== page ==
Peninsula Community Library director Vicki Shurly remembers well the day Bear applied for a job. He jumped up, slapped his paws on the counter and wagged his tail.
“I’m not really a dog person,” says Shurly. Unfortunately, Bear, a rambunctious, two-year-old golden retriever/border collie mix needed the work.
“I got Bear as a 10-week-old puppy from the Roscommon County Animal Shelter, and I remember my vet saying, “You need to find him a job or he’ll find one for you,’” recalls Bear’s owner Paula Kelley, an Old Mission Peninsula resident.
But when Kelley pitched the idea of hiring Bear to work at the Peninsula Library as a reading therapy dog for kids, Shurly was skeptical. “My first thought was, ‘You’re kidding me,’” she says.
So how about that jar of dog treats that sits on her desk today? “He has totally won me over,” she says of her furry – and much valued – staff member.
Until now, he’s been paid in dog bones, but tomorrow Bear will be paid in extra long pats and rubs at the library’s Farewell Bear party. After six years of being a doggone good listener and friend, the Peninsula Library pooch is hanging up his work vest for good.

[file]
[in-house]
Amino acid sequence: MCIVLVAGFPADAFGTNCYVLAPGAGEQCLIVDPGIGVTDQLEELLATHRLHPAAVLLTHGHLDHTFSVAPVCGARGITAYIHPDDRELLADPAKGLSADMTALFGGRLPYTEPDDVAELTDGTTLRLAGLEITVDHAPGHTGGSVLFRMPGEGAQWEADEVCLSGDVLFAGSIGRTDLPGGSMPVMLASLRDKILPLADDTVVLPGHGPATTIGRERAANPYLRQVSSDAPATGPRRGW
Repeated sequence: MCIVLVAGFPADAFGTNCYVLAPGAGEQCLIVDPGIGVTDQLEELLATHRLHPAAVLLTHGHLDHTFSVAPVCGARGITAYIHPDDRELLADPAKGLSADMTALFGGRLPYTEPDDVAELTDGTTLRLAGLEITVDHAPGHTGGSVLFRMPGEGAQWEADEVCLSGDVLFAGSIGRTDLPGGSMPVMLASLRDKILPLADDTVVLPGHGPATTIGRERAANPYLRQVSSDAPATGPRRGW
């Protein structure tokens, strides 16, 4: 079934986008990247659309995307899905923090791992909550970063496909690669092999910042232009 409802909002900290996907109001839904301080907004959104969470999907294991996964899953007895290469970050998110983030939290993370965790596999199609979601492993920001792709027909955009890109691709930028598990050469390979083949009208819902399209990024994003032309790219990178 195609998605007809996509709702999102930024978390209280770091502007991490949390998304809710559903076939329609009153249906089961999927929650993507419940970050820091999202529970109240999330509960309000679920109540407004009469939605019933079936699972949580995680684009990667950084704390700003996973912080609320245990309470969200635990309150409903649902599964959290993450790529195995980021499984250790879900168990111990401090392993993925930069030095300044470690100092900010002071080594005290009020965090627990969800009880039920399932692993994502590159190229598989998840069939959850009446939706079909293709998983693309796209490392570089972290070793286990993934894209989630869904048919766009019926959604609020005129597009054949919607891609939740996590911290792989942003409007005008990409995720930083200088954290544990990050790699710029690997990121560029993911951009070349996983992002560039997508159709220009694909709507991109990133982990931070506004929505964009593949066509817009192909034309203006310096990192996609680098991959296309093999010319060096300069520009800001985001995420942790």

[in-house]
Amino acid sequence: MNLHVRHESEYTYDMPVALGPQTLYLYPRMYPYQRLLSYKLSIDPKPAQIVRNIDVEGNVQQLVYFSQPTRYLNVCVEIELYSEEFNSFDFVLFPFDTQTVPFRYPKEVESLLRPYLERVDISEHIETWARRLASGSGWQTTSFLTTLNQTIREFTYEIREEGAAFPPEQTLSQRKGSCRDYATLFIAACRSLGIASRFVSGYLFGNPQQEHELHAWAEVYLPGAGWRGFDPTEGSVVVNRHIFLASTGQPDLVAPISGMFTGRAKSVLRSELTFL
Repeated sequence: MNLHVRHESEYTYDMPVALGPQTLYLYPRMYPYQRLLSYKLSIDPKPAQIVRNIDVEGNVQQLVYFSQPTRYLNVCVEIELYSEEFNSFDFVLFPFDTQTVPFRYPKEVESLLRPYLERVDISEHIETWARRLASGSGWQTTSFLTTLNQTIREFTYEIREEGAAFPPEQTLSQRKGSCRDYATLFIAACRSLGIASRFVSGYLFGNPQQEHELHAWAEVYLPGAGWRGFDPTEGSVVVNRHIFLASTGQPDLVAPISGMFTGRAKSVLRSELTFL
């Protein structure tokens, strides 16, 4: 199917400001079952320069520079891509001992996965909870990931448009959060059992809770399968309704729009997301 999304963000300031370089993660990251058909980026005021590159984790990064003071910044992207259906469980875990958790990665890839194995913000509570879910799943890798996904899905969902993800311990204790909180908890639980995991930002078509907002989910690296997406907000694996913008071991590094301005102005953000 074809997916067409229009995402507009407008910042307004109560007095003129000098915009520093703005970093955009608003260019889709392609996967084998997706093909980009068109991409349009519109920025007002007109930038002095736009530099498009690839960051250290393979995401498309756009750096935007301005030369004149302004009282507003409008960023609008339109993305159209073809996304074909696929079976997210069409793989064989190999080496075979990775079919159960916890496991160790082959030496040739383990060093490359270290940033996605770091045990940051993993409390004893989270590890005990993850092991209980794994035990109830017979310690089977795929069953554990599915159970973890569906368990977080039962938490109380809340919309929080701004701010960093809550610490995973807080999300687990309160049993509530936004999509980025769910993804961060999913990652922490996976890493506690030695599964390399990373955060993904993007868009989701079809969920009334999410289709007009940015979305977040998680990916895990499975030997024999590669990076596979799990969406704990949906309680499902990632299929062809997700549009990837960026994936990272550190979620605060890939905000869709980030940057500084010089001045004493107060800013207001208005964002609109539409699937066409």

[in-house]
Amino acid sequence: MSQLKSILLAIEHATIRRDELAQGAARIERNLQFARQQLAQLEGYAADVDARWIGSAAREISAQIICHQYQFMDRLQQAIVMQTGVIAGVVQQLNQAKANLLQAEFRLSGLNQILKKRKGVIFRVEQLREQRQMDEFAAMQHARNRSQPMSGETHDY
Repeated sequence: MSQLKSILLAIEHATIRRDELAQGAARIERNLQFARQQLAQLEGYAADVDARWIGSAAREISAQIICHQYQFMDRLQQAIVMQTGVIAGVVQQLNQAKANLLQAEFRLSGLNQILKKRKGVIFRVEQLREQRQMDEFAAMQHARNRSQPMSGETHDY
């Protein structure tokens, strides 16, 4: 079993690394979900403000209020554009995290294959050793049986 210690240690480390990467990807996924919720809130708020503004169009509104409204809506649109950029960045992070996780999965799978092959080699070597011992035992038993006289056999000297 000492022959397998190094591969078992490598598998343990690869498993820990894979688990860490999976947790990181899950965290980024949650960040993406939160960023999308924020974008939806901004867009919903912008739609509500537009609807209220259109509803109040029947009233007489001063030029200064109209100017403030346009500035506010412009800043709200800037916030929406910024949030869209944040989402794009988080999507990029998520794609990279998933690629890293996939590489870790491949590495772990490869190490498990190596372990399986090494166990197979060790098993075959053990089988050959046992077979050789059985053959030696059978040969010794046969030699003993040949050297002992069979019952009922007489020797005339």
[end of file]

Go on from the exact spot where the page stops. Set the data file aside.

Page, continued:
Despite a perhaps less-than-stellar first impression, Bear has had a stellar career. He became a registered therapy dog through the Delta Society (now Pet Partners) and is also certified as a Reading Education Assistance Dog (or READ). He has been a mainstay at the library and Old Mission Peninsula School since 2006.
Now 8 years old, it’s time for Bear to move on to other endeavors, says owner Kelley – primarily more playing and more napping.
Bear’s resume includes hundreds of hours spent with preschoolers through elementary school students as part of reading groups and one-on-one reading time with individual students. For struggling or reluctant readers, a dog lying nearby – even cocking his head as a student reads along – creates a non-threatening, non-judgmental environment. “He helps instill a joy of reading,” Shurly says.
“People are Bear’s best friends,” says Kelley. “That’s a key component to his work.”
In addition to reading work, Bear also helped teach local kids how to safety approach an unfamiliar dog and other dog safety tips. One thing he’ll definitely miss: the treats Mr. Randy the custodian would sneak for him from the cafeteria. “We used him as an example of how NOT to approach a dog,” Shurly says with a chuckle.
But perhaps most, Bear will miss his treats from Shurly herself – her desk the first place he went when he got to work, and his last stop before he left.
Bear’s farewell celebration is tomorrow, Saturday, from 10 a.m. to noon, at the Peninsula Community Library. He will appear with storyteller and local dentist Dr. Fred Arnold, who will read one of his all-time favorites, City Dog, Country Frog by Mo Willems. Bear will then “read” Art Dog by Thacher Hurd and will create some paw print art, as will his friends in the audience. A dog bone cake (for humans!) also will be served.